This fighting spirit prevailed -- this and the conviction that we must somehow reclaim the culture. We all agreed that the city must be rebuilt with a sense of integrity, informed by love for its people and the need to preserve the culture they've created. We can't let New Orleans become Disneyworld or Times Square. We can't let neighborhoods and matrices of culture be torn to pieces or paved over and sold on Bourbon Street.
In addition to the conference itself, I invited C. Daniel Dawson to put together a photography exhibition on New Orleans in Buell Hall. He had just a short time to put it together, but the result -- "Eye of the Storm: Photographs of the Storm, Before and After," featuring six photographers -- was spectacular, a home run.
We were lucky that from the moment we first conceived of this conference Alan Brinkley, without blinking an eye, pledged to help out with funding. He provided intellectual leadership just when we needed it most. I can't thank him enough.
Where are we one year later? If you could advise New Orleans policy-makers, what steps would you recommend?
One year later, it's a depressing scene. We don't see dramatic visionary leadership at the federal level. We don't see generous brilliancy of vision at state level. There's a kind of feistiness at city level -- but no means for getting things done. The money going in is getting poured down the drain. Lionel for instance told us that he refuses to participate in any of the reconstruction efforts he's seen because they're so superficial and so rife with mismanagement.
Faulkner once said that after the last ding-dong of doom, we'll hear single voice of someone talking. Well, the ding-dong of doom is louder than anything in New Orleans. But as scholars we can at least keep talking. We can take careful note of what's happening and write about it -- the trouble is, right now no one powerful is listening. The people who are listening are well meaning but can't do much to help.
Universities like Columbia have an important role to play in cultivating an ongoing dialogue about what a city is, and about what policy makers can do to rebuild a city.
The Center for Jazz Studies has a particular responsibility to broadcast the news and make sure scholars are discussing it. We have a research study group that meets twice a year. Both of this year's meetings were devoted to New Orleans. The jazz scholars who participate are strongly committed to working on the reconstruction. Those who are teaching courses this year plan to cover New Orleans. We're also putting together a Web site based on last year's conference, to encourage an ongoing dialogue.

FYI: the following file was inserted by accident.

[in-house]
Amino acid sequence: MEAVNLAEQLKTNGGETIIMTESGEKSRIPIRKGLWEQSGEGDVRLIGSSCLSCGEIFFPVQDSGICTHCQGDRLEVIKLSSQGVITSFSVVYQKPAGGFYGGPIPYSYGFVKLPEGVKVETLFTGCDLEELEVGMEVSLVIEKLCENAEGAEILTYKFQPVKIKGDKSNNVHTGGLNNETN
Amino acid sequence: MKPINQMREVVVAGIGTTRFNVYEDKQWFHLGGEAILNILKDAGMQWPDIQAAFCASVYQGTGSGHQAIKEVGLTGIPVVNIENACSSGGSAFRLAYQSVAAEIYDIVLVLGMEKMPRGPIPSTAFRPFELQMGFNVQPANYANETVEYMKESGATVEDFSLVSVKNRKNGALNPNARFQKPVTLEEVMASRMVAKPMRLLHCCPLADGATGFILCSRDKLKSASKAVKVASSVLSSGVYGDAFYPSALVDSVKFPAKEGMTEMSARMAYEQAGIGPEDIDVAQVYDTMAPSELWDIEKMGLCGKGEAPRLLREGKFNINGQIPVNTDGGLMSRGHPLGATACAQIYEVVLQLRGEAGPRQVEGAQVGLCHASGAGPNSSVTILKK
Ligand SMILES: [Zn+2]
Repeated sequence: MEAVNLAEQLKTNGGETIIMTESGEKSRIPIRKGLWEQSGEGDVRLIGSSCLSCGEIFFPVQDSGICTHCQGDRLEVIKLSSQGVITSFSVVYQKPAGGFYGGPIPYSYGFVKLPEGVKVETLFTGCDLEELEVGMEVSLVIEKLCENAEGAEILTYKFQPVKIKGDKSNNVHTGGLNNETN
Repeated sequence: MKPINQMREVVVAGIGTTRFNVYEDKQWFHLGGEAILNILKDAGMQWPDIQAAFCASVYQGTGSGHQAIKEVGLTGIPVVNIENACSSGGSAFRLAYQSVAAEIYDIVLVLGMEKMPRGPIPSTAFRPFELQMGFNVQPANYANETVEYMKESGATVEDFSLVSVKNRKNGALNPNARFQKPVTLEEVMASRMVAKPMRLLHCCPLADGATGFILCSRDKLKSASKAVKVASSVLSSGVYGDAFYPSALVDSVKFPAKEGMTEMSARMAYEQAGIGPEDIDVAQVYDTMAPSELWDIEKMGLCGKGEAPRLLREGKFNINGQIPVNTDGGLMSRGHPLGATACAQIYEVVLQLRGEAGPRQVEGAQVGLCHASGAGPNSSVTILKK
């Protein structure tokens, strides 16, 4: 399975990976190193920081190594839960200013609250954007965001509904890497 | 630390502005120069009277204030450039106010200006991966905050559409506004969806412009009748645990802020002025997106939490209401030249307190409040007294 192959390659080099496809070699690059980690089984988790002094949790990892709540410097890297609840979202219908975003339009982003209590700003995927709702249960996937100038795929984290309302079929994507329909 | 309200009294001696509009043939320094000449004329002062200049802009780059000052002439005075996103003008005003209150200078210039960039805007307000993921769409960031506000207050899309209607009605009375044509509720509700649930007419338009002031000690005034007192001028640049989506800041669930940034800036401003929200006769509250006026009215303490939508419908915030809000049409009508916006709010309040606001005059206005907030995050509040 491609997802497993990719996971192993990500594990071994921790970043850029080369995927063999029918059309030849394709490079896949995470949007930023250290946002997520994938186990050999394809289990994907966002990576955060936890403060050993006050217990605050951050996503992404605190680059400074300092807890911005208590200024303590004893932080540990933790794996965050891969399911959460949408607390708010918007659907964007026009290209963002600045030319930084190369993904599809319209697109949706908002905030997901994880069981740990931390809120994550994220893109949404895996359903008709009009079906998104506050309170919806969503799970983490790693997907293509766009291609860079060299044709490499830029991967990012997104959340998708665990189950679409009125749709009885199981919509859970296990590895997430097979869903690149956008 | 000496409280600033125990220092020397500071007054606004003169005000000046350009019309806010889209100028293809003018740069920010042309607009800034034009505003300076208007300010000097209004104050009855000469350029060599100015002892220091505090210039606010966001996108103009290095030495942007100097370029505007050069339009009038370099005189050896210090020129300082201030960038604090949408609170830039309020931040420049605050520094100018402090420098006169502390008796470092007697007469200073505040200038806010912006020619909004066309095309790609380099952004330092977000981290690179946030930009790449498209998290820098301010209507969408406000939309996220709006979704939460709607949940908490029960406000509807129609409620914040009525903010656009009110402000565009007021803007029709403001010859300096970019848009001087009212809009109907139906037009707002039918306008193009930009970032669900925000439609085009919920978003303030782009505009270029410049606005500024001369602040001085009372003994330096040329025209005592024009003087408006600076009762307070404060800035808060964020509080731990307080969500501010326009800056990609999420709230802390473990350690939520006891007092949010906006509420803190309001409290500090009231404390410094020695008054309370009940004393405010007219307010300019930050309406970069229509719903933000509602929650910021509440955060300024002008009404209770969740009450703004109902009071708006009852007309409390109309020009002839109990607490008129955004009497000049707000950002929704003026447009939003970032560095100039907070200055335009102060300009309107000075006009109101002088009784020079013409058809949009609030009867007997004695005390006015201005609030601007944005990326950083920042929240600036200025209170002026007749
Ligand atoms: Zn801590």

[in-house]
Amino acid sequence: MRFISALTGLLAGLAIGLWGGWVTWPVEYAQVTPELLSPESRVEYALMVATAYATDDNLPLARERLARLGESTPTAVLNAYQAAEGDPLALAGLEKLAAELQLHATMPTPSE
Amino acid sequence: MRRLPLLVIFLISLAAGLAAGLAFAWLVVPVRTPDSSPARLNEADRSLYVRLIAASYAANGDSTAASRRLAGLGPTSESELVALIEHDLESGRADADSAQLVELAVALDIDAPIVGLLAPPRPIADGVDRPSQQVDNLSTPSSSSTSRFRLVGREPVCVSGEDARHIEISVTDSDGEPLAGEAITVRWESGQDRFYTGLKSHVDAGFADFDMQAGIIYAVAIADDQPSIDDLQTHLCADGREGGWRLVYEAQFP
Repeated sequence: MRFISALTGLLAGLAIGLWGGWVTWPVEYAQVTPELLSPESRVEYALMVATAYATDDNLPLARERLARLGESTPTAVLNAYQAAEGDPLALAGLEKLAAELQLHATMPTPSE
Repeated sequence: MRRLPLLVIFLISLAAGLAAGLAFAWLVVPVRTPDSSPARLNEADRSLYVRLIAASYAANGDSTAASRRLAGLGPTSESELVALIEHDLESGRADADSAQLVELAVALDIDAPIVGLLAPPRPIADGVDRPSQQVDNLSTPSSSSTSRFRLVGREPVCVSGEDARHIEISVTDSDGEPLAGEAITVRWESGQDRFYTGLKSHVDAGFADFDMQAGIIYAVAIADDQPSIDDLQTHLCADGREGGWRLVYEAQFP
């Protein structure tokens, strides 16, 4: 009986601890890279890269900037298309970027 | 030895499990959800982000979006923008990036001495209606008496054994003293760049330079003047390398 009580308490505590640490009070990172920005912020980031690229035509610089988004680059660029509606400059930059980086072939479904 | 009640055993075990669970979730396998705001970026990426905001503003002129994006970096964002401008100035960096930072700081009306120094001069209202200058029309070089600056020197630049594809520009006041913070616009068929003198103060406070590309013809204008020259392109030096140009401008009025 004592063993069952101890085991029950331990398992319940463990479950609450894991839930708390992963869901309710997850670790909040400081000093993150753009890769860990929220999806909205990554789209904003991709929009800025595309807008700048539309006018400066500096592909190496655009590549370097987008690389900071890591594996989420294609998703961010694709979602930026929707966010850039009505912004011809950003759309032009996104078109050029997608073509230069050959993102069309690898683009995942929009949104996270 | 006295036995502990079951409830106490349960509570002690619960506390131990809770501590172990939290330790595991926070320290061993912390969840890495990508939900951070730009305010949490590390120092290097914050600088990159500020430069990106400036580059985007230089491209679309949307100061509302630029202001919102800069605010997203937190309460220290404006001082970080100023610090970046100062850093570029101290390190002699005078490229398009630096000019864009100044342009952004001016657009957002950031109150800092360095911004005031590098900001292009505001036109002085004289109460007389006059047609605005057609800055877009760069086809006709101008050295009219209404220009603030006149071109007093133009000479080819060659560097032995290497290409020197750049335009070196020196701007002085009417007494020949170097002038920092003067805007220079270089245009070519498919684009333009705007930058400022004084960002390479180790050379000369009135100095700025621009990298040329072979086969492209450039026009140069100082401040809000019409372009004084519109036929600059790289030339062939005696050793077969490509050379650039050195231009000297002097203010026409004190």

What makes Columbia's jazz studies program unique is that while we'll teach you to play the sax (no easy feat!), we also teach jazz as part of a cultural matrix -- what are the politics of all this, the economic questions, the legal implications. Our faculty are more equipped to discuss jazz in this way than faculty you'd find in music conservatories.
George Lewis is one of most important composers anywhere -- nobody outplays him or Chris Washburne on the horn. Both are writing books on the cutting edge that should be ready by next spring. (George has a chapter in our recent book, Uptown Conversation. Chris has published a couple of books in the past few years.)
John Szwed, who is currently the Louis Armstrong Visiting Professor of Jazz Studies at Columbia (he holds a chair in anthropology at Yale), has co-authored one of best books on New Orleans' complex creole culture and what will become of it: Blues for New Orleans. John, along with Farah Griffin, was part of the planning for our conference right from the beginning. He, Farah and I cooked up the idea of using jazz as the lens for comprehending the whole New Orleans predicament.
Lionel, the city planner in our group, has written an article on sound in the city, the topic he spoke about at our conference.
Photographer Daniel Dawson is teaching at Columbia this fall.
In addition to my work as a scholar, I am a board member for the Louis Armstrong Educational Foundation. We've been looking for the kids from the Ninth Ward who got displaced by the storm. We want to make sure they get everything they need this summer. We've also strengthened our commitment to the Armstrong summer camp.
I am also an advisor to Wynton Marsalis on his work for the Lincoln Center. Marsalis is participating in the New Orleans reconstruction. Indirectly, we scholars can talk to people we know who are in a position to influence change.
Scholars are also in a position to show that the New Orleans situation applies not just to that city but also to other parts of the United States. Reverend James Forbes has raised similar issues when asking how to rebuild Harlem without stepping on its great cultural legacy. When you commit to revitalizing a city neighborhood, what kind of message does that send to the poor people whose ancestors made it what it is? It's an extremely difficult problem.
Right here at Columbia, we face a comparable situation as we look at the proposed expansion into Manhattanville: how do we act like real partners in a deal that has to do with cultural nurturing? Here we have a magnificent opportunity to partner with a great neighborhood -- but how do we get it right? It's a critical question for my generation of scholars at Columbia.
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AT ISSUE is a series of features in The Record and on the web, intended to gather viewpoints from faculty and staff on current news topics.